However, the ticket does not guarantee a right to see specific players or see a specific team win or lose. It also doesn’t guarantee that bad calls, which are obviously foreseeable occurrences in sports, won’t happen. These limitations shed light on why a lawsuit brought by a Miami Heat ticketholder against the San Antonio Spurs for resting Tim Duncan and other Spurs stars failed. It’s also why a lawsuit brought by a New York Jets fan over Spygate failed. A game ticket to an NFL, NBA, MLB or NHL game only guarantees its holder that two teams will play each other and that the fan can watch the game from a specific seat. Here, people who attended the NFC Championship received what they bargained for: a right to watch the NFC Championship from the vantagepoint of assigned seats in the Superdome.

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Courts also do not want to expend the finite time of judges and jurors on disputes over who won a sporting contest. To the extent courts involve themselves in games, it is usually in relationship to a criminal act, such as White Sox players accepting illegal bribes to throw the 1919 World Series or Boston College basketball players taking bribes to shave points of wins during the 1978-79 season. In those cases, courts were involved not because of honest mistakes by referees. They were involved because of deliberate attempts to undermine the integrity of the contest and change the outcome. As of this writing, there is no reason to believe that the no-call in the NFC Championship was anything other than an unintentional human error.

As a franchise, the Saints would have no viable grounds to sue the league. The NFL constitution, which governs the relationship between teams and the league, makes clear that the decisions of the commissioner are final, conclusive and unappealable. Unless Goodell chooses to reconsider the NFC Championship (which, as explained above, he almost certainly won’t), the outcome of the game is over. Further, franchise agreements between owners and the league also waiver of recourse language that limits the capacity of owners to sue the league, other owners or the commissioner.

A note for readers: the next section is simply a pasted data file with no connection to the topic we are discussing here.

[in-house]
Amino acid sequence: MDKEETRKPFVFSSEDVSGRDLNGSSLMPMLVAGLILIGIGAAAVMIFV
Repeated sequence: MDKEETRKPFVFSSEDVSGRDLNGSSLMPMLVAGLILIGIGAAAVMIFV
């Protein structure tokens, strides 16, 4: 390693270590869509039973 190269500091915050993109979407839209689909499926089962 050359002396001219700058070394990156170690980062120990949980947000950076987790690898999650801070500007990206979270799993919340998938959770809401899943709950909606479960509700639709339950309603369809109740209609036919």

There are other persons who may have “lost” as a result of the no-call. They include bettors and businesses that would have profited from the Saints going to the Super Bowl. These parties, in all likelihood, lack standing to bring a case against the NFL. “Standing” refers to a legitimate legal interest in a dispute. A better who places a bet with a sportsbook is in contract with the sportsbook, not the NFL, and thus a lawsuit would be proper against the sportsbook, not the NFL. Such a lawsuit, however, also seems unlikely to succeed given that bad-calls are foreseeable undermines in sporting events and bettors presumably assume their risk when placing a bet. Likewise, any business that would gain from the Saints playing in the Super Bowl isn’t in contract with the NFL. The NFL owes no legal duty to it.

How the NFL can try to prevent the same mistake

The NFL, which has yet to publicly admit the error, should take steps to ensure that games receive better officiating. It goes without saying that refereeing an NFL game seems extremely difficult. The games are fast-paced, and referees’ line of sight is often obstructed by the players themselves. Yet, good officiating is what referees are paid to do. If the play on the field makes officiating too unreliable, then technology may provide assistance. To that point, and as ESPN’s Kevin Siefert and others have detailed, there are a number of sound reasons for the NFL to expand the use of instant replay to include pass interference.

Referees themselves might also react to the NFC Championship controversy, though not necessarily for football reasons. Expect their focus to be on privacy concerns. As detailed by Ben Strauss of The Washington Post and others, radio and online media have revealed that back judge Todd Prukop and side judge Gary Cavaletto, either of whom could have made the pass interference call, reside in or nearby Los Angeles. The (completely unfounded) inference is that the two must be sympathetic to the Rams.

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While NFL referees know that immediate post-game reactions tend to be emotional and should be taken with a grain of salt, a referee and his or her family may find the idea of their home address being publicly disseminated a source of concern. This is not so much a matter for the NFL to explore as it is for referees. The more referees’ personal lives become impacted by their professional acts, the more likely they’ll take steps to better ensure their families’ privacy.

Michael McCann is SI’s legal analyst. He is also Associate Dean of the University of New Hampshire School of Law and editor and co-author of The Oxford Handbook of American Sports Law and Court Justice: The Inside Story of My Battle Against the NCAA.